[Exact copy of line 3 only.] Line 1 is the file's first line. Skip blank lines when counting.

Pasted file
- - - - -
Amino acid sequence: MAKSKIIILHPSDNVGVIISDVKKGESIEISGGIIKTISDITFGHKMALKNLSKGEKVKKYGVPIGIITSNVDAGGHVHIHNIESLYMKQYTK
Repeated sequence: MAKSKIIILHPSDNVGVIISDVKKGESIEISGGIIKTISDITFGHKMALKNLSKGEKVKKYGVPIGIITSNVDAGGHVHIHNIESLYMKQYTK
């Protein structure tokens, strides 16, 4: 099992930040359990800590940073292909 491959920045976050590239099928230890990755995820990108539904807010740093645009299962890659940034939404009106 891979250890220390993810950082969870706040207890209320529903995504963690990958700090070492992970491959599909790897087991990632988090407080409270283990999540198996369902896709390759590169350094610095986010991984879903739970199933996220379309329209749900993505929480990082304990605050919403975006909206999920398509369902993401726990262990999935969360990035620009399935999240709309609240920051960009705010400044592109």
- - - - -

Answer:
């Protein structure tokens, strides 16, 4: 099992930040359990800590940073292909 491959920045976050590239099928230890990755995820990108539904807010740093645009299962890659940034939404009106 891979250890220390993810950082969870706040207890209320529903995504963690990958700090070492992970491959599909790897087991990632988090407080409270283990999540198996369902896709390759590169350094610095986010991984879903739970199933996220379309329209749900993505929480990082304990605050919403975006909206999920398509369902993401726990262990999935969360990035620009399935999240709309609240920051960009705010400044592109």